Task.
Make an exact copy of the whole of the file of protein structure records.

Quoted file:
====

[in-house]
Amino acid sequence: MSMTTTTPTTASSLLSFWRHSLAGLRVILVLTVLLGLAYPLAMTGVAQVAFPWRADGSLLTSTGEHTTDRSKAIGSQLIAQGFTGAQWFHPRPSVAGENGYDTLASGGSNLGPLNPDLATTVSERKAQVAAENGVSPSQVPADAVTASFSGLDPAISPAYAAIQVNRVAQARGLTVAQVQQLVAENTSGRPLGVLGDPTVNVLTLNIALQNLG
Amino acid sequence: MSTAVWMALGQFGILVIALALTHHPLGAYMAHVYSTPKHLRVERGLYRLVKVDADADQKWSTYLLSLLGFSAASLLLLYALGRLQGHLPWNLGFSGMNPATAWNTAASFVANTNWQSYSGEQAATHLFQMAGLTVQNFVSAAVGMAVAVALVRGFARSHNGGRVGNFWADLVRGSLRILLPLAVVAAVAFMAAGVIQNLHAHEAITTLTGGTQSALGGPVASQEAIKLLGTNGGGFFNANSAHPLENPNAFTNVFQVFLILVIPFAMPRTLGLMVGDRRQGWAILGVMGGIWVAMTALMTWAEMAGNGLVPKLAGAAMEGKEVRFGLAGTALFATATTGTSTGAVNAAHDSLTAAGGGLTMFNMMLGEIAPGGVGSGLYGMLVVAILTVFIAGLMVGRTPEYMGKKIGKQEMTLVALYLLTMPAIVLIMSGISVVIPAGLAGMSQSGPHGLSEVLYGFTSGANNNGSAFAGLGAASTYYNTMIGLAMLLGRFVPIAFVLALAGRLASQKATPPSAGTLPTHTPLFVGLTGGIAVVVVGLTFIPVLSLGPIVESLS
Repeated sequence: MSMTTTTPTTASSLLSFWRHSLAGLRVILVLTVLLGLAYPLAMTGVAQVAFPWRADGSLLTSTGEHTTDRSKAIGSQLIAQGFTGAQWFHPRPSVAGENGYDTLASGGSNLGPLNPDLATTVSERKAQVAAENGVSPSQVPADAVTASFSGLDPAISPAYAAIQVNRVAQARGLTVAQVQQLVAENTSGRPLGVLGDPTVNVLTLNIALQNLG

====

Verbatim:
[in-house]
Amino acid sequence: MSMTTTTPTTASSLLSFWRHSLAGLRVILVLTVLLGLAYPLAMTGVAQVAFPWRADGSLLTSTGEHTTDRSKAIGSQLIAQGFTGAQWFHPRPSVAGENGYDTLASGGSNLGPLNPDLATTVSERKAQVAAENGVSPSQVPADAVTASFSGLDPAISPAYAAIQVNRVAQARGLTVAQVQQLVAENTSGRPLGVLGDPTVNVLTLNIALQNLG
Amino acid sequence: MSTAVWMALGQFGILVIALALTHHPLGAYMAHVYSTPKHLRVERGLYRLVKVDADADQKWSTYLLSLLGFSAASLLLLYALGRLQGHLPWNLGFSGMNPATAWNTAASFVANTNWQSYSGEQAATHLFQMAGLTVQNFVSAAVGMAVAVALVRGFARSHNGGRVGNFWADLVRGSLRILLPLAVVAAVAFMAAGVIQNLHAHEAITTLTGGTQSALGGPVASQEAIKLLGTNGGGFFNANSAHPLENPNAFTNVFQVFLILVIPFAMPRTLGLMVGDRRQGWAILGVMGGIWVAMTALMTWAEMAGNGLVPKLAGAAMEGKEVRFGLAGTALFATATTGTSTGAVNAAHDSLTAAGGGLTMFNMMLGEIAPGGVGSGLYGMLVVAILTVFIAGLMVGRTPEYMGKKIGKQEMTLVALYLLTMPAIVLIMSGISVVIPAGLAGMSQSGPHGLSEVLYGFTSGANNNGSAFAGLGAASTYYNTMIGLAMLLGRFVPIAFVLALAGRLASQKATPPSAGTLPTHTPLFVGLTGGIAVVVVGLTFIPVLSLGPIVESLS
Repeated sequence: MSMTTTTPTTASSLLSFWRHSLAGLRVILVLTVLLGLAYPLAMTGVAQVAFPWRADGSLLTSTGEHTTDRSKAIGSQLIAQGFTGAQWFHPRPSVAGENGYDTLASGGSNLGPLNPDLATTVSERKAQVAAENGVSPSQVPADAVTASFSGLDPAISPAYAAIQVNRVAQARGLTVAQVQQLVAENTSGRPLGVLGDPTVNVLTLNIALQNLG